TOKYO (Kyodo) -- Prime Minister Fumio Kishida plans to announce during President Joe Biden's visit to Japan that Tokyo will join a U.S.-led Indo-Pacific economic initiative in a bid to counter a more assertive China, Japanese government officials said Wednesday.
Japan's potential participation in the Indo-Pacific Economic Framework, however, will not change Tokyo's stance of seeking Washington's return to a Pacific free trade pact that China, along with Taiwan, is now planning to accede to, Japan's top government spokesman Hirokazu Matsuno said.
As a member of both frameworks, Japan will likely face difficulty in joining the U.S. push for the IPEF while at the same time persuading the longtime ally to return to the Trans-Pacific Partnership free trade pact that Washington abruptly pulled out of in 2017 under then President Donald Trump.
"We welcome the IPEF as an embodiment of active commitment by the United States to the Indo-Pacific region and thus we are positively considering our participation," Matsuno, chief Cabinet secretary, said at a regular press conference.
Promoted by Biden, the IPEF is designed to create an economic sphere in a region increasingly challenged by China's clout, with Australia, New Zealand, Singapore and the Philippines among prospective members.
The South Korean presidential office said Wednesday that Seoul is willing to participate and play a leading role.
Though details of the framework remain vague, the IPEF will likely focus on areas such as trade, resilient supply chains and investment in decarbonization.
But the lack of increased market access, or the lowering of tariffs, is seen as a bottleneck in encouraging more Southeast Asian nations that hope to boost exports to join the initiative.
Even within the 10-member Association of Southeast Asian Nations, some are much closer to China than to the United States or Japan.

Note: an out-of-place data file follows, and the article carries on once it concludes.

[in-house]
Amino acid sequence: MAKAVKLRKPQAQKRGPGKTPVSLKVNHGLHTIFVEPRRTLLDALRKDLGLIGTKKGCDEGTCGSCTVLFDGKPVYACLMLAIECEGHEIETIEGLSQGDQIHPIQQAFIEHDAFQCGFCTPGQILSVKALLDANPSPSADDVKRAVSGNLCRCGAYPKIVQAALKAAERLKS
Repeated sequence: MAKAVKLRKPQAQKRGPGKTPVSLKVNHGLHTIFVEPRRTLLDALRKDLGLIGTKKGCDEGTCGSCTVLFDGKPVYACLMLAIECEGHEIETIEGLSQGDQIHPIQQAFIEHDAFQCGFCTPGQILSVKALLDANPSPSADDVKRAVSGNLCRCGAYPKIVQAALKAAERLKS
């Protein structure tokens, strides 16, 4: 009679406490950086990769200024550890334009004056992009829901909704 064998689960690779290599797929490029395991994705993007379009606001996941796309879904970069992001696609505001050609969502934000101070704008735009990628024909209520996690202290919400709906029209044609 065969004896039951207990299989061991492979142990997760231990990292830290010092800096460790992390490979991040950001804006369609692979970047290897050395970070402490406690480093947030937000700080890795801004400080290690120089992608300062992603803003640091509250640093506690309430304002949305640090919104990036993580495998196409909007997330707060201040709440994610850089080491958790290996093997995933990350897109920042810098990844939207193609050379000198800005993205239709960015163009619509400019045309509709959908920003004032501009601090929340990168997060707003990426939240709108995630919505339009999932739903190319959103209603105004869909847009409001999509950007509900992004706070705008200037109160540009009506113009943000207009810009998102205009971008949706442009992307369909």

The launch of the IPEF will be announced during Biden's planned visit to Japan from Sunday, U.S. Commerce Secretary Gina Raimondo said Tuesday. Biden will meet with Kishida and other members of the "Quad" group that also includes Australia and India during his trip.
The prospect of China expanding its influence in the region without the United States has been a source of concern for Japan, prodding Tokyo to promote multilateral trade arrangements even when the United shied away from them during the Trump administration.
As longtime allies, Japan and the United States share concerns about China's assertiveness in the region, and have been working jointly to achieve a "free and open" Indo-Pacific. That vision is also shared by the Quad group.
"We will continue to call for the United States to return to the TPP at summit and other levels," Matsuno said, in reference to the 11-member regional pact, formally known as the Comprehensive and Progressive Agreement for Trans-Pacific Partnership.
"We will also promote cooperation via the IPEF and work with the United States in building a desirable economic order in the region," he said.
The region has multiple free trade arrangements. In January, the Regional Comprehensive Economic Partnership agreement took effect, with its members including China, South Korea, Japan and ASEAN.